Since the very first rumors that another Star Wars film would be made, ultra-fans of the films and comics have speculated that Luke would be the ultimate baddie, having gone the way of the Dark Side like daddy-dearest. The first image of Luke released (above) has a massive, universal sigh going out that these rumors are (at least mostly) false, and it's the light color-scheme of his robes that have assuaged fans' fears.( UPDATE: NOW THAT I HAVE SEEN STAR WARS VII, THE FULL REVIEW CAN BE FOUND HERE AT THIS LINK; THANK YOU!).
|Fans are noting that the light-color scheme is a sign that Luke hasn't gone over to the Dark Side since Jedi knights like Ben and Yoda wore light-colored robes like the one we see in the new image; does that mean that, since Luke isn't wearing black like Darth Vader that he isn't evil? Well, no, it's more complicated than that. For example, we know that white can mean death because a corpse turns white as it decomposes, and for a Jedi to go to the Dark Side means they have spiritually died and are alive to worldly ambitions and using the Force for their own gain, not the greater good of others. Brown, which there are several different shades of on the robes, refers to dirt, so either someone is as humble as the dirt and view themselves as being lowly, or this person is, literally, dirty and they are not to be trusted or respected. We also don't know at what point in the film Luke begins wearing this outfit: from the beginning, or not until the end? He wears a black cape/hood in the trailer when he puts his right hand on R2D2 (which you can watch here, look for 0:49), so he might start out on the Dark Side, but convert like his father at the end of Return Of the Jedi. Further, seeing that the robes of the old Luke (right) are the same color scheme as those of the young Luke (left), we could say that Luke has digressed into a childish phase that makes him selfish or short-sighted as he was before his destiny of meeting Leia, Luke and Ben. This is all possible, but I don't think it's probable, but we need to be flexible. The beard most likely is intended to signal to fans that Luke's self-imposed exile has been meant for him to gain wisdom so he can be the instrument of the Force, rather than use the Force as his instrument. The earth tones, then, signal that Luke has gained in humility because he has learned how great the Force is and it's not to be used lightly or without intellect and the color tones he wears from his youth indicate that the scars, passions and pains of his youth have been overcome and now he's balanced. There are two additional features of this costume we need to explore: the hood and his belt. The hood is going to function like a hat or a character's hair: it symbolizes the thoughts because our thoughts originate in our head and hair/hats are closest to the origin of our thoughts. Remember when Luke was young? He pretty much blurted out whatever came to his mind, we always knew what he was thinking; now, however, it appears that he will be keeping his thoughts mostly to himself, keeping them "under wraps" so to speak with the hood covering his head. What about the belt? The rest of his costume looks very simple, even like it could come from ancient days, from homespun or something simple like that, its natural fibers, not man-made or synthetic, etc., rather, fiber spun from some animal, domestic or alien. The belt, however, is man-made and clashes with his costume. Traditionally, belts symbolize chastity (which would make sense because he's in self-imposed exile, and exile with a bunch of prostitutes doesn't really make sense, does it?), or some vow that has been taken, and a belt (or something like it) is worn around the waist reminding the wearer of the vow taken (consider Dante and his rope belt in Inferno), and, since Luke's belt most likely holds his light saber (maybe some Jolly Ranchers or something, too) the belt reminds him of a vow he made regarding the Force (most likely to protect rather than to be aggressive). Most likely, this isn't going to come directly out in the story, however, Luke will most likely do something that violates his own vow/oath and that will be devastating to him.|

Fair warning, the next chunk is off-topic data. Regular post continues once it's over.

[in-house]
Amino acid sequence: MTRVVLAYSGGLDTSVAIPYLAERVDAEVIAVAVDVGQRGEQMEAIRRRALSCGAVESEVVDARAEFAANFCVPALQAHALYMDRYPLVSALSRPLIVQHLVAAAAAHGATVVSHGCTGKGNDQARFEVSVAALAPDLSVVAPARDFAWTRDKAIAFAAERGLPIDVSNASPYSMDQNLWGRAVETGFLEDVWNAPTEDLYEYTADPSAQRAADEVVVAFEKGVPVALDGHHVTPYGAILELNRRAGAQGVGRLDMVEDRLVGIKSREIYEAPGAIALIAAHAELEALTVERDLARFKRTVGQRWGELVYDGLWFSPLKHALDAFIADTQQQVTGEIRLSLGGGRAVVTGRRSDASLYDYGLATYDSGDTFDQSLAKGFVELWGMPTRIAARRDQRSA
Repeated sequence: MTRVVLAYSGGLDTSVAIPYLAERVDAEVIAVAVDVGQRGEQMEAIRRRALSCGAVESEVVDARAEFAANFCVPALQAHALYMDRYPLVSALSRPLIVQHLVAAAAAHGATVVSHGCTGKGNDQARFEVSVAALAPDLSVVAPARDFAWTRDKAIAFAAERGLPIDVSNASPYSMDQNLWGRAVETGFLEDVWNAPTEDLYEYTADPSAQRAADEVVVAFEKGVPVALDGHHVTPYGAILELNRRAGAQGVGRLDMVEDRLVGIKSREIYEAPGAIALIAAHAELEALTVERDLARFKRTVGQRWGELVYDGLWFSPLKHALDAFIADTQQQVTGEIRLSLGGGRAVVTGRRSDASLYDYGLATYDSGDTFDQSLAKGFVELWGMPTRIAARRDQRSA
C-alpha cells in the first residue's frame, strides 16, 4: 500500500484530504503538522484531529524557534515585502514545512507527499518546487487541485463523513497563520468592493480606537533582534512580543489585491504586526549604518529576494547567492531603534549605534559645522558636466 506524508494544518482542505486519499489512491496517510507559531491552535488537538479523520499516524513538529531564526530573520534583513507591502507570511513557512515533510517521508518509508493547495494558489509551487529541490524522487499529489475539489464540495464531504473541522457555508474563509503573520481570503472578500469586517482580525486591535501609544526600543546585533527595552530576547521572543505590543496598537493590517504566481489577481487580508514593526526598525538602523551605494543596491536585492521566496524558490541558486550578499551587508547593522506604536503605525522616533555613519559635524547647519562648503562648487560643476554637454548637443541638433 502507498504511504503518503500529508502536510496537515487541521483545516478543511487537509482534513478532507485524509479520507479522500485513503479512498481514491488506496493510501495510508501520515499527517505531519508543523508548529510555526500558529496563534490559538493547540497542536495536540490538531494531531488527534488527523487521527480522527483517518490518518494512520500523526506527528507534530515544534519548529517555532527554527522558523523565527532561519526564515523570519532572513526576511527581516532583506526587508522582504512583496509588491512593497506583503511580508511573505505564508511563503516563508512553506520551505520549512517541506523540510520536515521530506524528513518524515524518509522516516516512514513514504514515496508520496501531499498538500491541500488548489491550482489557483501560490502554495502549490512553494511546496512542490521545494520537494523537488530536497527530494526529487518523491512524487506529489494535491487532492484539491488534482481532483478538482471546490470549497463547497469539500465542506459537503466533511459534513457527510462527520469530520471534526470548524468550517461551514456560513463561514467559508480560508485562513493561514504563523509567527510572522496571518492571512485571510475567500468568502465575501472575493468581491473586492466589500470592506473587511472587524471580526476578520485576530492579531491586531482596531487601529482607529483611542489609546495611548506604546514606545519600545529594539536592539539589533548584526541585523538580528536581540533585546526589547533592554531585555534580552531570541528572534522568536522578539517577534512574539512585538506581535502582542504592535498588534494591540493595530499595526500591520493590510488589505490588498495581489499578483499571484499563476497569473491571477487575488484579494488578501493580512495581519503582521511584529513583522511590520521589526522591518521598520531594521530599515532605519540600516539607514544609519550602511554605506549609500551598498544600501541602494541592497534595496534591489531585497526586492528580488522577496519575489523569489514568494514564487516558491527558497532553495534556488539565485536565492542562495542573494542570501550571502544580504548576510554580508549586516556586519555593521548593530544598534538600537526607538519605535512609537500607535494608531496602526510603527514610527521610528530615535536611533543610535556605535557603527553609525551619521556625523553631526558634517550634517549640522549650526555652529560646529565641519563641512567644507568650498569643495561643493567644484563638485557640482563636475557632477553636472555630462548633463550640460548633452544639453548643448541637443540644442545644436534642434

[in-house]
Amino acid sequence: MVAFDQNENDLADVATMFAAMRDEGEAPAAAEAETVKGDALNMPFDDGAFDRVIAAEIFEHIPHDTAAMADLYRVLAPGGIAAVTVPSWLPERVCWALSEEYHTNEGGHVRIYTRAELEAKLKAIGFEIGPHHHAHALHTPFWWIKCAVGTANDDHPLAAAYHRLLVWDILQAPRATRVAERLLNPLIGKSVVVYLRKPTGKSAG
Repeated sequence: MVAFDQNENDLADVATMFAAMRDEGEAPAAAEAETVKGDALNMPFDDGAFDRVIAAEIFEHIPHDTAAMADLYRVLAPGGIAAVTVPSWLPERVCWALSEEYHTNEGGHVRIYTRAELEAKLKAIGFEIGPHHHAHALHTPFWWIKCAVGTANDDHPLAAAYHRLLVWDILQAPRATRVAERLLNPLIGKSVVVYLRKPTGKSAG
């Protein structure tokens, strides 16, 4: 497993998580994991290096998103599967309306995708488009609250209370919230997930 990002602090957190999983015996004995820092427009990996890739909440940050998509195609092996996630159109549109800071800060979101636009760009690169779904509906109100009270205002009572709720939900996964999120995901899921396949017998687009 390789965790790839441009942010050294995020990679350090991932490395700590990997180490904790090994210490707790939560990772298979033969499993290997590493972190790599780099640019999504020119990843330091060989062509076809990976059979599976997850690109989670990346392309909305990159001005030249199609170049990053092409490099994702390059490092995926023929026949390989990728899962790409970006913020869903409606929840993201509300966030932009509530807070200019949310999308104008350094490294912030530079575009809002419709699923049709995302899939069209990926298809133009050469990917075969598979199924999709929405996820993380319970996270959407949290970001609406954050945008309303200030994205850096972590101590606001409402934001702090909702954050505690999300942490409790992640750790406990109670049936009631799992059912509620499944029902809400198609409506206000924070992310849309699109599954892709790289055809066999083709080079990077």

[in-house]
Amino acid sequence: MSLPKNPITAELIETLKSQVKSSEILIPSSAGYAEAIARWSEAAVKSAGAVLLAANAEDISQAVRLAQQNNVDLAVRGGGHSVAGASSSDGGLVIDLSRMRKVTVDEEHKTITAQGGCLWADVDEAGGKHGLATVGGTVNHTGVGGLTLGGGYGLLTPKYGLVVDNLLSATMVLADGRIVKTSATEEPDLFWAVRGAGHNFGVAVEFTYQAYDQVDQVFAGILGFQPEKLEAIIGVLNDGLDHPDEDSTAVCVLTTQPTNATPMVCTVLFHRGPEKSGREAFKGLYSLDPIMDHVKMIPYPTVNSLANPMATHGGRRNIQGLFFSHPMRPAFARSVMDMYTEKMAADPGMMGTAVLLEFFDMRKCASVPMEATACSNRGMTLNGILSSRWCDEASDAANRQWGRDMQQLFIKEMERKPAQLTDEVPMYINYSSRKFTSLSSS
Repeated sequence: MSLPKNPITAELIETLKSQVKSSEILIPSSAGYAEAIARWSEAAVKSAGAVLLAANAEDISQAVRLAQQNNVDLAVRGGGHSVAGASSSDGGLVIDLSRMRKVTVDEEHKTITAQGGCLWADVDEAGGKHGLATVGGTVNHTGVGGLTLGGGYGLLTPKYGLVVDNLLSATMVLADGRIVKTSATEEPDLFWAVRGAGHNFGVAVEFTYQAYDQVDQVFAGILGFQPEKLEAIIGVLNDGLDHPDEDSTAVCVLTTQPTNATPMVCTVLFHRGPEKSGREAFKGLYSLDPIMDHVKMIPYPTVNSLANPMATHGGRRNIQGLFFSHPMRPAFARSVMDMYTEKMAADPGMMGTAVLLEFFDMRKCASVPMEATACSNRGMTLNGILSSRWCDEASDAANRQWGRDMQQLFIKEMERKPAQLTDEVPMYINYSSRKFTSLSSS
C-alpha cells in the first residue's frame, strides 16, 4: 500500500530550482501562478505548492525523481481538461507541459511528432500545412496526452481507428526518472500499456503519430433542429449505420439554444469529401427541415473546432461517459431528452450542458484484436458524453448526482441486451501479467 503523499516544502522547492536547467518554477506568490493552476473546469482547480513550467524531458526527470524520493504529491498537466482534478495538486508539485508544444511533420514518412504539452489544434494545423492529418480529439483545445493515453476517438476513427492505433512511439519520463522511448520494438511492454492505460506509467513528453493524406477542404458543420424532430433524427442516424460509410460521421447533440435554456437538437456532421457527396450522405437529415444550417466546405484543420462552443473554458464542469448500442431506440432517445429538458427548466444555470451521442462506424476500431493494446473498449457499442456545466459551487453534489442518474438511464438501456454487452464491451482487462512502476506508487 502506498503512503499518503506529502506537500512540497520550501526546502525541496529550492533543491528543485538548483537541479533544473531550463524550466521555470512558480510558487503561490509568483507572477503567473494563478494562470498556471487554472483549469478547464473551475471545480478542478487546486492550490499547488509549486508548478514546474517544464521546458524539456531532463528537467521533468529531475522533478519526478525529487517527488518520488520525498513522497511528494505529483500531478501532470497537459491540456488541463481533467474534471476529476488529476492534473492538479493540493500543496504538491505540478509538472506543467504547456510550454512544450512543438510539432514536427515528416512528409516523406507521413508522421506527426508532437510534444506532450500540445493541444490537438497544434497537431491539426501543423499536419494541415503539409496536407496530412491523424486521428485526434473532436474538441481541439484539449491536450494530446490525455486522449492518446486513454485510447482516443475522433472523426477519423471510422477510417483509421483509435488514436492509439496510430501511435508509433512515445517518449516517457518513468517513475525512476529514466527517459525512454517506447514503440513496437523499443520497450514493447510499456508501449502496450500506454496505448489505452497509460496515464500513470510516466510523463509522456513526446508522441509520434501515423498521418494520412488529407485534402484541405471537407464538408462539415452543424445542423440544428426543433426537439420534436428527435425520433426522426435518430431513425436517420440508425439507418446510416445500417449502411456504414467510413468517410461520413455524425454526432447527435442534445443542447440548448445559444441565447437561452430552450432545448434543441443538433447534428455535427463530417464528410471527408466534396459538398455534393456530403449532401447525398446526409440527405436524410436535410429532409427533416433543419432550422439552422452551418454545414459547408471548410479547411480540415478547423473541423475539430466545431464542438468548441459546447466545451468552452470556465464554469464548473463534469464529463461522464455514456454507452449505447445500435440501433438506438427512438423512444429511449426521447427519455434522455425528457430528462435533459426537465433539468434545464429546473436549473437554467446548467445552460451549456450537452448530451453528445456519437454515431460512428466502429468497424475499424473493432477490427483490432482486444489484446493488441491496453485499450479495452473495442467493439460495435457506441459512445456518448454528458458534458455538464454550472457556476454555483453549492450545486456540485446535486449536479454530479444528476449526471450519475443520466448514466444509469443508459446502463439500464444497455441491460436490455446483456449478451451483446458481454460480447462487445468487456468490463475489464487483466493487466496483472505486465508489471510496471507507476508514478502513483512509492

Typically (and I don't mean to offend any of the male readers: this is about the strictly controlled context of art, not what you do or don't do in your morning routine, or your personal fashion statements) a man with an unshaven face will symbolize a man who is undisciplined, or has animal appetites; why? That's how the Romans distinguished themselves from the barbarians: Roman men shaved, the barbarians had beards, so Romans considered themselves civilized whereas the barbarians were men of appetites in all realms of their existence: sexual, spiritual (they weren't converts to Christianity), intellectual and even in terms of diplomacy and warfare. We know the mouth itself symbolizes the appetites (and again, this refers to just more than food, so a woman in an artistic context, for example, who wears bright red lipstick, could be interpreted as having very active appetites, from sexual to professional, depending upon the character).
So, what about Luke Skywalker?
tonsure hair shaving was adapted because that was the mark of a slave in Roman society, so early Christian men marked themselves as the slaves of Christ in this manner of humility). So, is a beard a sign of the appetites or holiness?
Eat Your Art Out,
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P.S.--I just saw The War Room and it was quite good! Working on getting that post up next!